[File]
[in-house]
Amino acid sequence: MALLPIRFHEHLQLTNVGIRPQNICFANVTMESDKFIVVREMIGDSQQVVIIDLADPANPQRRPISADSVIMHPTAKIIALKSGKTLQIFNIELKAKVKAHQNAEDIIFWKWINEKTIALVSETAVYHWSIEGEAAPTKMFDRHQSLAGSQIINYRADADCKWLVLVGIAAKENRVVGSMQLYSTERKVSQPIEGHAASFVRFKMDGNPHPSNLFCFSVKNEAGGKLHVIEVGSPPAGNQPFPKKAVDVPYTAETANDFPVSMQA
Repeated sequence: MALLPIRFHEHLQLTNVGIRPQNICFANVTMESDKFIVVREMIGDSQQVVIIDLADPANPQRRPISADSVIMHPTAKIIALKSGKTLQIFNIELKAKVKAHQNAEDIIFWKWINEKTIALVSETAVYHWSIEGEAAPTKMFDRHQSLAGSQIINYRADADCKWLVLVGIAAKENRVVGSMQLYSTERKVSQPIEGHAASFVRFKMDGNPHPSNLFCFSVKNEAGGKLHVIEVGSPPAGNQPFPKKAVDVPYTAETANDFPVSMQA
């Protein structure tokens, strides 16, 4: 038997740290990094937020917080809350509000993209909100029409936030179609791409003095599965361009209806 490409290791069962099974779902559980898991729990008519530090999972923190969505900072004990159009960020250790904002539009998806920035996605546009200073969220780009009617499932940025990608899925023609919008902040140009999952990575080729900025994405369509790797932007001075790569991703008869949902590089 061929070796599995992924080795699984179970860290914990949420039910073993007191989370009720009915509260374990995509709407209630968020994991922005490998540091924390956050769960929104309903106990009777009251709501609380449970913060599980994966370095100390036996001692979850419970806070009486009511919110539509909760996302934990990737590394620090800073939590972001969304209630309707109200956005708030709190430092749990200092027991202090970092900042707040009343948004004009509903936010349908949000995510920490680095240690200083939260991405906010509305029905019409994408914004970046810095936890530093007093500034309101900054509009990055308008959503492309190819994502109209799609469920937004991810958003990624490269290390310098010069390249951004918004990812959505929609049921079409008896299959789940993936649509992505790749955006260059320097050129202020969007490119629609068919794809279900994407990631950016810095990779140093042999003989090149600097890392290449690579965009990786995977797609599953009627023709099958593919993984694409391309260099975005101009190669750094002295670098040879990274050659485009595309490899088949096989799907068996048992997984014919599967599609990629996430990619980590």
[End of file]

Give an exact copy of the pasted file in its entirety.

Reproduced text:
[in-house]
Amino acid sequence: MALLPIRFHEHLQLTNVGIRPQNICFANVTMESDKFIVVREMIGDSQQVVIIDLADPANPQRRPISADSVIMHPTAKIIALKSGKTLQIFNIELKAKVKAHQNAEDIIFWKWINEKTIALVSETAVYHWSIEGEAAPTKMFDRHQSLAGSQIINYRADADCKWLVLVGIAAKENRVVGSMQLYSTERKVSQPIEGHAASFVRFKMDGNPHPSNLFCFSVKNEAGGKLHVIEVGSPPAGNQPFPKKAVDVPYTAETANDFPVSMQA
Repeated sequence: MALLPIRFHEHLQLTNVGIRPQNICFANVTMESDKFIVVREMIGDSQQVVIIDLADPANPQRRPISADSVIMHPTAKIIALKSGKTLQIFNIELKAKVKAHQNAEDIIFWKWINEKTIALVSETAVYHWSIEGEAAPTKMFDRHQSLAGSQIINYRADADCKWLVLVGIAAKENRVVGSMQLYSTERKVSQPIEGHAASFVRFKMDGNPHPSNLFCFSVKNEAGGKLHVIEVGSPPAGNQPFPKKAVDVPYTAETANDFPVSMQA
């Protein structure tokens, strides 16, 4: 038997740290990094937020917080809350509000993209909100029409936030179609791409003095599965361009209806 490409290791069962099974779902559980898991729990008519530090999972923190969505900072004990159009960020250790904002539009998806920035996605546009200073969220780009009617499932940025990608899925023609919008902040140009999952990575080729900025994405369509790797932007001075790569991703008869949902590089 061929070796599995992924080795699984179970860290914990949420039910073993007191989370009720009915509260374990995509709407209630968020994991922005490998540091924390956050769960929104309903106990009777009251709501609380449970913060599980994966370095100390036996001692979850419970806070009486009511919110539509909760996302934990990737590394620090800073939590972001969304209630309707109200956005708030709190430092749990200092027991202090970092900042707040009343948004004009509903936010349908949000995510920490680095240690200083939260991405906010509305029905019409994408914004970046810095936890530093007093500034309101900054509009990055308008959503492309190819994502109209799609469920937004991810958003990624490269290390310098010069390249951004918004990812959505929609049921079409008896299959789940993936649509992505790749955006260059320097050129202020969007490119629609068919794809279900994407990631950016810095990779140093042999003989090149600097890392290449690579965009990786995977797609599953009627023709099958593919993984694409391309260099975005101009190669750094002295670098040879990274050659485009595309490899088949096989799907068996048992997984014919599967599609990629996430990619980590």